The development and evaluation of risk-based audit approaches
MetadataShow full item record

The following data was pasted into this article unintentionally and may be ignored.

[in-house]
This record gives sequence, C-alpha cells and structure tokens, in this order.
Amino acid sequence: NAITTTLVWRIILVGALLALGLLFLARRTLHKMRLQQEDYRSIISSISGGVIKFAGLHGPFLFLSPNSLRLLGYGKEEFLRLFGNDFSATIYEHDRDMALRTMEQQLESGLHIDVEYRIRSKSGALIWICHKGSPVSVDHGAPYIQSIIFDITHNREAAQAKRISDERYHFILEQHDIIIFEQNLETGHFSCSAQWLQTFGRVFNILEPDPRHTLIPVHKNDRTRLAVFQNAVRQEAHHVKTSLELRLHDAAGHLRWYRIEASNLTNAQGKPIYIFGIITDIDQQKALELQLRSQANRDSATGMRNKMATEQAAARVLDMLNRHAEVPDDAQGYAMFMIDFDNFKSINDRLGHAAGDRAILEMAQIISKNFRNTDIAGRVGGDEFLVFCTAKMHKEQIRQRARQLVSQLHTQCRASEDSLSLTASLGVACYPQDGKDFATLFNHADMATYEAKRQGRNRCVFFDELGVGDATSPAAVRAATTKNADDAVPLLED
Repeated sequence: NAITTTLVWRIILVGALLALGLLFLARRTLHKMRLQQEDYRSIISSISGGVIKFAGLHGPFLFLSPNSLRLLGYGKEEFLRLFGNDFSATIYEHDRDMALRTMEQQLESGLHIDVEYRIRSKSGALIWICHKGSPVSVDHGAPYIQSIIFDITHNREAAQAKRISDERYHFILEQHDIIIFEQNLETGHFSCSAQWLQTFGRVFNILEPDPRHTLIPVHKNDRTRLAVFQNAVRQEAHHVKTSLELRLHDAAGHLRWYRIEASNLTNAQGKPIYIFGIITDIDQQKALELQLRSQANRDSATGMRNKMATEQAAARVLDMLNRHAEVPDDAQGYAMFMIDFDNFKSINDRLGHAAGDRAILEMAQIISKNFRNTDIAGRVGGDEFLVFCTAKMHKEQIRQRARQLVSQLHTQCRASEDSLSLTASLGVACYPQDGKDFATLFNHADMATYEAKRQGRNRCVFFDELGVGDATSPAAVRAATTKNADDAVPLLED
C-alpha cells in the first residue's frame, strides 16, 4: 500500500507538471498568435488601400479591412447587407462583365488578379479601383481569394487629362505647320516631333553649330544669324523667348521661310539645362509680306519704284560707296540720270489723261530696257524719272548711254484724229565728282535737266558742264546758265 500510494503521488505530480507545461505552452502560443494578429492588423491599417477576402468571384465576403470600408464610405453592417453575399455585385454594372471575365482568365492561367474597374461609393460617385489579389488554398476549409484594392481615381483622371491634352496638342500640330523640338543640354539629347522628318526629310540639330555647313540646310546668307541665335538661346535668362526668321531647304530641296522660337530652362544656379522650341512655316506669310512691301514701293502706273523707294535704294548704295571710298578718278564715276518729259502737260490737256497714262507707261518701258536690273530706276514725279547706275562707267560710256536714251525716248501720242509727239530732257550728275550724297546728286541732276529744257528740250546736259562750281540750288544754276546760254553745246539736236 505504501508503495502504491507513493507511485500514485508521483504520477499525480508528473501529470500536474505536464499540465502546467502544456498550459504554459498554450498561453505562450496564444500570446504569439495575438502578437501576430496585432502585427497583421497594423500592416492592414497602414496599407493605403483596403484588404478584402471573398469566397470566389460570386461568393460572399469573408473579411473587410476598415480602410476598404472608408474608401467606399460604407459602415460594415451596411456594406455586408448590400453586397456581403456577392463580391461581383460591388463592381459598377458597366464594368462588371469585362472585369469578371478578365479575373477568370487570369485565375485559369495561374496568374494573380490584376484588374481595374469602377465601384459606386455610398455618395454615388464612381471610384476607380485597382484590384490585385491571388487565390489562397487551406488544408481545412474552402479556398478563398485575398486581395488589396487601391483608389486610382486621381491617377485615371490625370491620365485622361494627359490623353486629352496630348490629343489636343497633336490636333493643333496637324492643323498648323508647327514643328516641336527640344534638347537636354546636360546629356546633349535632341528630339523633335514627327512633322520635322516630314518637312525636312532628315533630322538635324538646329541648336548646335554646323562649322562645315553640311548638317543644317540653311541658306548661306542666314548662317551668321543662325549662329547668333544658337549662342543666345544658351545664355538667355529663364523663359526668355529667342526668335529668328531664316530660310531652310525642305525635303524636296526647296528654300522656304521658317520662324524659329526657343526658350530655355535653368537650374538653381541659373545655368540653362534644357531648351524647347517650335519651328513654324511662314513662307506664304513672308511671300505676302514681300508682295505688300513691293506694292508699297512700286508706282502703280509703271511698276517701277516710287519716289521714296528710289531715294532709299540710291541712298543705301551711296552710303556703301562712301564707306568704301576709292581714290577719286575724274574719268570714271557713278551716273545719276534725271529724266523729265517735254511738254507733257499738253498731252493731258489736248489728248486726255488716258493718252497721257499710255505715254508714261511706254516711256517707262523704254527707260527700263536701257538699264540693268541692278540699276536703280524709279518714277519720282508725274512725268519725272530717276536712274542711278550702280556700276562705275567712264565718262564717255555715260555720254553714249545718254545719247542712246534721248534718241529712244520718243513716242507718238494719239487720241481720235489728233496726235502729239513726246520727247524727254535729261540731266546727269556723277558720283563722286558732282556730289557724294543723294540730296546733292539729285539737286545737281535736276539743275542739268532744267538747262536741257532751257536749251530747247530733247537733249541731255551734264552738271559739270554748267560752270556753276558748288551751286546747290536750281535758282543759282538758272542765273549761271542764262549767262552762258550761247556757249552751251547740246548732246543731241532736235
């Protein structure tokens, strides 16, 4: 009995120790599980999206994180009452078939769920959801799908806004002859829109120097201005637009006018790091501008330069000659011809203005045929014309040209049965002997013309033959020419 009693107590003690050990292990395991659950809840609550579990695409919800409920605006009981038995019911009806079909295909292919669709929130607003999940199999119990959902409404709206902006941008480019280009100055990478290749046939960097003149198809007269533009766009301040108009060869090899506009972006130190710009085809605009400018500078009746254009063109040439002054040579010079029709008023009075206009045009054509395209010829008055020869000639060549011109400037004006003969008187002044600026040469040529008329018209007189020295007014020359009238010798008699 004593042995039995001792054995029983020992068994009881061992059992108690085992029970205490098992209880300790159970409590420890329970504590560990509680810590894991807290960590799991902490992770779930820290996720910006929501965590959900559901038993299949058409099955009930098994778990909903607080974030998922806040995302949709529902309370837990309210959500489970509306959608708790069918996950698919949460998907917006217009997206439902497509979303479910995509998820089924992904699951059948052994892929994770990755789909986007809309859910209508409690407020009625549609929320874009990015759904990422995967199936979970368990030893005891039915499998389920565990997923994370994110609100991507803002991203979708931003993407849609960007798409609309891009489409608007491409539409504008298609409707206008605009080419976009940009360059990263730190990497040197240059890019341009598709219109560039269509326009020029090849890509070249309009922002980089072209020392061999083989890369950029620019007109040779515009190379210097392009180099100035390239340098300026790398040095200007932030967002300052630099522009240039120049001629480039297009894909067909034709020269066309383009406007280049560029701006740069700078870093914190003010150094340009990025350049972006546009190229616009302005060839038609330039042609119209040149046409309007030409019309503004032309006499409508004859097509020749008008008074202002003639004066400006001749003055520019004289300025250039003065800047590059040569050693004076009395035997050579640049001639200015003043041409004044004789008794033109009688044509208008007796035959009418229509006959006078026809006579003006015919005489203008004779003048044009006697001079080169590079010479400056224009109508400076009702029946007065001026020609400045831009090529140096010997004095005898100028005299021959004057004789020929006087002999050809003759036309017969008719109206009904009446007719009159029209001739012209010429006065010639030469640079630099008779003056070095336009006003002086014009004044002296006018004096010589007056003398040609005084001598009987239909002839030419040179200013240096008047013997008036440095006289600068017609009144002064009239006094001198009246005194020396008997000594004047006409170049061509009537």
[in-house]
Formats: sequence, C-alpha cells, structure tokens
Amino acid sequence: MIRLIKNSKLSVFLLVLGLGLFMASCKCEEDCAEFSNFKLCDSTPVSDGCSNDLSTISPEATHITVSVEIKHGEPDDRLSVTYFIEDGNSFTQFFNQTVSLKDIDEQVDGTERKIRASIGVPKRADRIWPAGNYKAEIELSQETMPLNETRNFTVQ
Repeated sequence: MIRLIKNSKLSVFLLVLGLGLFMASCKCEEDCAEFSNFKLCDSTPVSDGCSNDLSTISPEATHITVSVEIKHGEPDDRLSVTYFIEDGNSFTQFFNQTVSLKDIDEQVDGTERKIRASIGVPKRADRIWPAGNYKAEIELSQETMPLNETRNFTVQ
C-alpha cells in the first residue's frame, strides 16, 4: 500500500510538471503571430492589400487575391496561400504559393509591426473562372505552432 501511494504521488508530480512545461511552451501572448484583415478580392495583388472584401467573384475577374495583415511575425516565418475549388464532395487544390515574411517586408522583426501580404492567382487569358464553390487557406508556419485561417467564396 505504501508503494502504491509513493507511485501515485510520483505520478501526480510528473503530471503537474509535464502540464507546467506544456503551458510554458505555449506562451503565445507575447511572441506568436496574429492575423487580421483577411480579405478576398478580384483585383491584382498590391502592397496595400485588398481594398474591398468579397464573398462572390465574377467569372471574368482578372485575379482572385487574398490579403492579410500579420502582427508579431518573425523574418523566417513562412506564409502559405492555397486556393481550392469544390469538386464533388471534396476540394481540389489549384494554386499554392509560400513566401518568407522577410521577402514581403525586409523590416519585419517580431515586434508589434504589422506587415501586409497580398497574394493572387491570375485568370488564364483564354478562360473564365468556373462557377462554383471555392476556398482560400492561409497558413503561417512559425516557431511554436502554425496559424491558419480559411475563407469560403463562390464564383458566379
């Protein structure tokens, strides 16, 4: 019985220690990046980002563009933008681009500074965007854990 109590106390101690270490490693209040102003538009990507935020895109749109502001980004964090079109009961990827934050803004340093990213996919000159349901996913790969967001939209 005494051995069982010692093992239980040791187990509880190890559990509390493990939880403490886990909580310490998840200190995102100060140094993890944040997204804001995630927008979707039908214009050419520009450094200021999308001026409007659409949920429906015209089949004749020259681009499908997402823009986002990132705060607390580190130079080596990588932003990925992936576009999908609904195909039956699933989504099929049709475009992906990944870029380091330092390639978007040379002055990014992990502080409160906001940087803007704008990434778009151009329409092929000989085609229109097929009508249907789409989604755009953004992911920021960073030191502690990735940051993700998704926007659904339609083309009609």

English: The purpose of the study is to trace the development of risk-based audit approaches, in order to understand the complexities and difficulties of these approaches, as well as to evaluate these risk-based audit approaches, with the objective of assisting in the process of improving the risk-based audit approach followed by the audit profession. The only defence auditors have against the anger (or frustration) of stakeholders in instances of corporate failures is sufficient, appropriate audit evidence that proves their innocence. This audit evidence will be the result of a well-planned and performed audit. An audit approach, currently a risk-based audit approach, is therefore a crucial component in the performance of an audit. Changing the risk-based audit approach is a normal consequence of the striving for the improvement and development of the services that the auditing profession provides. In developing the risk-based audit approach, there are certain complexities surrounding an audit that should be considered. The major complexities in the performance of an audit are: first, the expectation gap; second, the uncertainties surrounding the responsibilities of the auditor; third, the provision of reasonable assurance, and fourth, the practical implementation of audit standards. The auditing profession should, during this continuous process of changing the auditing standards and guidance, consider and evaluate changes against the theoretical foundations of auditing to support the credibility of the audit process. The theoretical framework that formed the background of this study is discussed in the second chapter, including the meaning of “risk-based audit approaches”. Audit approaches are discussed that developed before the acceptance of the risk-based audit approach, together with audit approaches that were never followed or accepted by practitioners, and which influenced the development of risk-based audit approaches. The development of the first risk-based audit approach, the statistical audit risk approach (audit risk model) that originated from the Elliott and Rogers model is discussed in the third chapter. The critique on the statistical audit risk approach is summarised and consists mainly of the following: that the audit risk model’s event structure is ill-defined and that the risk components lack independence, which is a basic assumption for the use of the multiplicative formula. The risk components are complex and interdependent and are difficult to assess therefore, practitioners prefer to assess these risk components in linguistic terms e.g. low, medium and high. The multiplicative rule does not provide protection against an understatement of audit risk if the audit outcome space is not completely specified and when a revision of the audit plan is needed. The aggregation of the individual risks is problematic and therefore the audit risk model should be used only for planning purposes. The development of the inherent risk audit approach (audit risk model from a conceptual perspective) is discussed in the fourth chapter. The critique against the inherent risk audit approach includes the unsuccessful decomposition structure of audit risk, due to the interdependency of inherent risk and control risk. The concept of “inherent risk” is also too broad and vague. The business risk audit approach is also discussed in the fourth chapter. This approach was developed by audit firms as an intended improvement on the inherent risk audit approach and is still widely used. The main critique against the business risk audit approach is the lack of a clear link between business risks and possible risks of material misstatement. The “risk-process audit approach” is addressed in the fifth chapter. For the purposes of this study, the name of the current risk-based audit approach is the risk-process audit approach. The reason for this formulation is the emphasis in the audit risk standards on the risk management tasks. The concept of “risk” in the performance of the task of identification of risks is, in essence, a choice in which the auditor has the freedom to choose an approach, and is referred to as “risk of material misstatement”. The concept of “risk of material misstatement” is much broader and different from the suggested definition in the auditing standards, and includes the consideration of potential misstatements according to the assertions on the assertion level (assertion-focus), and lacks conceptual clarity. The criteria for the task of “assessment of identified risks” are as follows: the different types of assertions are used as the criteria for assessing risks of material misstatements through the identification of possible misstatements. The concept of “misstatements” is the criterion used to consider the likelihood of misstatement(s), and the concept of “planning materiality” is used to consider the magnitude of misstatement(s). In the sixth and final chapter of this study, the development of risk-based audit approaches is summarised through a comparison of the risk-based audit approaches. In the future development of the current risk-process audit approach it is suggested that a fourth aspect, the significance of audit procedures, additional to the current nature, timing and extent of audit procedures maybe considered in respect of aspects that influence the response to risks of material misstatement included in the audit plan. Furthermore, the definition of the concept of “risk of material misstatement” could include the assertionfocus. The importance and possibilities of the division of audit planning in the financial statement level and the assertion level is also not yet fully considered. In conclusion, the author believes that the history of risk-based audit approaches has repeated itself and that the development of the risk-based audit approach and changes thereto were not considered against, and based on a sound foundation of auditing theory.